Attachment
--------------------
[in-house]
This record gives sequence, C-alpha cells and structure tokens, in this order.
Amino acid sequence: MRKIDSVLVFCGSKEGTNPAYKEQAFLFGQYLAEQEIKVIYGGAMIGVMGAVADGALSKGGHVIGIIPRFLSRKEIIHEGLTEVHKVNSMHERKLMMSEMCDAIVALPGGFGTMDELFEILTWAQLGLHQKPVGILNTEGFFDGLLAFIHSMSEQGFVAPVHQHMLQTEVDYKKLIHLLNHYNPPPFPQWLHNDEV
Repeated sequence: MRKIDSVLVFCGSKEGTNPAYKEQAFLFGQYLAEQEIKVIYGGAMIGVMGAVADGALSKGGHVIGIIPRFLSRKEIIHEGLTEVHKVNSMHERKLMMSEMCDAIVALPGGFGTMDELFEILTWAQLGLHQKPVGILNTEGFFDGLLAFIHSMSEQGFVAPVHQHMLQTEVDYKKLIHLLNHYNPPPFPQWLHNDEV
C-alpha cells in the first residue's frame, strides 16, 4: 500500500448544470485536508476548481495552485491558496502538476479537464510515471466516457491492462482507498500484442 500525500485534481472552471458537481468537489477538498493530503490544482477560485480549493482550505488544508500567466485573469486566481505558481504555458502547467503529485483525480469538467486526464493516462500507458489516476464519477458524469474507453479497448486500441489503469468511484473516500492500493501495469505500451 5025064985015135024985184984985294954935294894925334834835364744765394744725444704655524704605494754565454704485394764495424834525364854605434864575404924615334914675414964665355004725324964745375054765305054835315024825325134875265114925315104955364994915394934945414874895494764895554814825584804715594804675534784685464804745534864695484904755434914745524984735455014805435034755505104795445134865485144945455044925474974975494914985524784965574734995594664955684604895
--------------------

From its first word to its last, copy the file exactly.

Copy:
[in-house]
This record gives sequence, C-alpha cells and structure tokens, in this order.
Amino acid sequence: MRKIDSVLVFCGSKEGTNPAYKEQAFLFGQYLAEQEIKVIYGGAMIGVMGAVADGALSKGGHVIGIIPRFLSRKEIIHEGLTEVHKVNSMHERKLMMSEMCDAIVALPGGFGTMDELFEILTWAQLGLHQKPVGILNTEGFFDGLLAFIHSMSEQGFVAPVHQHMLQTEVDYKKLIHLLNHYNPPPFPQWLHNDEV
Repeated sequence: MRKIDSVLVFCGSKEGTNPAYKEQAFLFGQYLAEQEIKVIYGGAMIGVMGAVADGALSKGGHVIGIIPRFLSRKEIIHEGLTEVHKVNSMHERKLMMSEMCDAIVALPGGFGTMDELFEILTWAQLGLHQKPVGILNTEGFFDGLLAFIHSMSEQGFVAPVHQHMLQTEVDYKKLIHLLNHYNPPPFPQWLHNDEV
C-alpha cells in the first residue's frame, strides 16, 4: 500500500448544470485536508476548481495552485491558496502538476479537464510515471466516457491492462482507498500484442 500525500485534481472552471458537481468537489477538498493530503490544482477560485480549493482550505488544508500567466485573469486566481505558481504555458502547467503529485483525480469538467486526464493516462500507458489516476464519477458524469474507453479497448486500441489503469468511484473516500492500493501495469505500451 5025064985015135024985184984985294954935294894925334834835364744765394744725444704655524704605494754565454704485394764495424834525364854605434864575404924615334914675414964665355004725324964745375054765305054835315024825325134875265114925315104955364994915394934945414874895494764895554814825584804715594804675534784685464804745534864695484904755434914745524984735455014805435034755505104795445134865485144945455044925474974975494914985524784965574734995594664955684604895